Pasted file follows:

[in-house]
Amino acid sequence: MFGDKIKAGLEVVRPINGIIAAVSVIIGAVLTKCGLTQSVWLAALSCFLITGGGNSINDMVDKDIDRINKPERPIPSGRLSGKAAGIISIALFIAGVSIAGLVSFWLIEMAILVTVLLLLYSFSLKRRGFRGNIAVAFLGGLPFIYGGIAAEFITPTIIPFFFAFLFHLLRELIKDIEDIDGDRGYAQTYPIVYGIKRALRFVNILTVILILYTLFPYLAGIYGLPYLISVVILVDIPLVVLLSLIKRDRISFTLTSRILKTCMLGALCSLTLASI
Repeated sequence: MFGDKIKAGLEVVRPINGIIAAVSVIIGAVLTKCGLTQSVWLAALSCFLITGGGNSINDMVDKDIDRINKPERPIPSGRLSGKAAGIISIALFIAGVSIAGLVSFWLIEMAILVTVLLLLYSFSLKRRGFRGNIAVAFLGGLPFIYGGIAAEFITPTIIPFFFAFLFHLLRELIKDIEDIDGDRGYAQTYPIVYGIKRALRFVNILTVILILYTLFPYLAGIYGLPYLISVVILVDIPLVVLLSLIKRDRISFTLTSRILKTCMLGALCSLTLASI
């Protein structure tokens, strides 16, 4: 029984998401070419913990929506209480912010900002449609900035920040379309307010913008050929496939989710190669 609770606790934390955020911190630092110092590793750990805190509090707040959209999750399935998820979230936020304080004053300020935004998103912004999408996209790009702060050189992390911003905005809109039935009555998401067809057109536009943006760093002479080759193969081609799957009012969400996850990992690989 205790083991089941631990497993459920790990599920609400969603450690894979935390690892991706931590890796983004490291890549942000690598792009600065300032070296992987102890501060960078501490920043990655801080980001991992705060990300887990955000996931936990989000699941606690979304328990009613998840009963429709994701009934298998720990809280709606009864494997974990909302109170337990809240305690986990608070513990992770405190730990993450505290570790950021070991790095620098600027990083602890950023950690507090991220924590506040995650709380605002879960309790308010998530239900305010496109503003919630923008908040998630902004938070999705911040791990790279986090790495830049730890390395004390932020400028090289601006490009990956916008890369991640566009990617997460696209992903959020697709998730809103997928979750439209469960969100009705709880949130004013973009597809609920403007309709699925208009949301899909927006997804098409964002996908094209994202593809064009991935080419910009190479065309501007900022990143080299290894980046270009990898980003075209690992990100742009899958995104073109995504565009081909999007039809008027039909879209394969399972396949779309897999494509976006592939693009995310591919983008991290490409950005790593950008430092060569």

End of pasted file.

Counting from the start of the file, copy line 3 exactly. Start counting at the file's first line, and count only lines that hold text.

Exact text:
Repeated sequence: MFGDKIKAGLEVVRPINGIIAAVSVIIGAVLTKCGLTQSVWLAALSCFLITGGGNSINDMVDKDIDRINKPERPIPSGRLSGKAAGIISIALFIAGVSIAGLVSFWLIEMAILVTVLLLLYSFSLKRRGFRGNIAVAFLGGLPFIYGGIAAEFITPTIIPFFFAFLFHLLRELIKDIEDIDGDRGYAQTYPIVYGIKRALRFVNILTVILILYTLFPYLAGIYGLPYLISVVILVDIPLVVLLSLIKRDRISFTLTSRILKTCMLGALCSLTLASI